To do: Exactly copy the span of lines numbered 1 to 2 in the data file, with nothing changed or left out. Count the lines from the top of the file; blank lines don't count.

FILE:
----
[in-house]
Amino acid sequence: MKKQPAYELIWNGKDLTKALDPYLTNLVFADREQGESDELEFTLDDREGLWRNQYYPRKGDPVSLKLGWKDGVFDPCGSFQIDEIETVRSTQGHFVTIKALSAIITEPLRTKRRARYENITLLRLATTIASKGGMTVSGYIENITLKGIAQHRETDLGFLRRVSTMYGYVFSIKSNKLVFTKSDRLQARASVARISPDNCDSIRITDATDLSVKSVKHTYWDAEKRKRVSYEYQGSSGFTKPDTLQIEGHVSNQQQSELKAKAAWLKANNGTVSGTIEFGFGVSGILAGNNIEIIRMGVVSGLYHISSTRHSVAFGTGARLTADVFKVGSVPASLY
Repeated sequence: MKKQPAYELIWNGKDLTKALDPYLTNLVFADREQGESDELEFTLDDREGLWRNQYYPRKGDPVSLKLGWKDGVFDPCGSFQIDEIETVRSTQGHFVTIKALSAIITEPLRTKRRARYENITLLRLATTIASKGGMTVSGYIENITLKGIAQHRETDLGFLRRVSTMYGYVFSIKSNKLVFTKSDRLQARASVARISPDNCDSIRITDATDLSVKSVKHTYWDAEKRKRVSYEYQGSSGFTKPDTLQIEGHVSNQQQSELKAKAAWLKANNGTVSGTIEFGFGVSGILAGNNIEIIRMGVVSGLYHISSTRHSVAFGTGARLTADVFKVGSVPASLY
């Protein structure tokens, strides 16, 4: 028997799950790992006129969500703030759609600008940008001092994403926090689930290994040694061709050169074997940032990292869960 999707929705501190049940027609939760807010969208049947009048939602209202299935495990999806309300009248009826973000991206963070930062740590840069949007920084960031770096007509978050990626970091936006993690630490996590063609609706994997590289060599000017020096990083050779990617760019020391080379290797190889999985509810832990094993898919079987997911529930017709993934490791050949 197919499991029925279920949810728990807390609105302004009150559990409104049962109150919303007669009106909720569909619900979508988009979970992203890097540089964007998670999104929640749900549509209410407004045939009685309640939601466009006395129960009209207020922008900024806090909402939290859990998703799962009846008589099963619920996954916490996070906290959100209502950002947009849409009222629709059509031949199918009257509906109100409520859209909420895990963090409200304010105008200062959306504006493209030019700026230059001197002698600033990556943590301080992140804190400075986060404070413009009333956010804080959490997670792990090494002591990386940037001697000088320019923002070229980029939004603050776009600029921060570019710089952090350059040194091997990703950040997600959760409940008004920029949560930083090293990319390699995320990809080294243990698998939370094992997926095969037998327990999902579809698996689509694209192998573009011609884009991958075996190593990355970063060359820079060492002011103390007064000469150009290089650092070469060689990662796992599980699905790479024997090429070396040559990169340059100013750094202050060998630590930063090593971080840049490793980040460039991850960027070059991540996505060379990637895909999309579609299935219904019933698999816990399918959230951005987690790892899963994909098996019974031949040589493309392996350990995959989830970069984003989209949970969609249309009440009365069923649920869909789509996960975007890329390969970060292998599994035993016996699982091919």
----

[in-house]
Amino acid sequence: MKKQPAYELIWNGKDLTKALDPYLTNLVFADREQGESDELEFTLDDREGLWRNQYYPRKGDPVSLKLGWKDGVFDPCGSFQIDEIETVRSTQGHFVTIKALSAIITEPLRTKRRARYENITLLRLATTIASKGGMTVSGYIENITLKGIAQHRETDLGFLRRVSTMYGYVFSIKSNKLVFTKSDRLQARASVARISPDNCDSIRITDATDLSVKSVKHTYWDAEKRKRVSYEYQGSSGFTKPDTLQIEGHVSNQQQSELKAKAAWLKANNGTVSGTIEFGFGVSGILAGNNIEIIRMGVVSGLYHISSTRHSVAFGTGARLTADVFKVGSVPASLY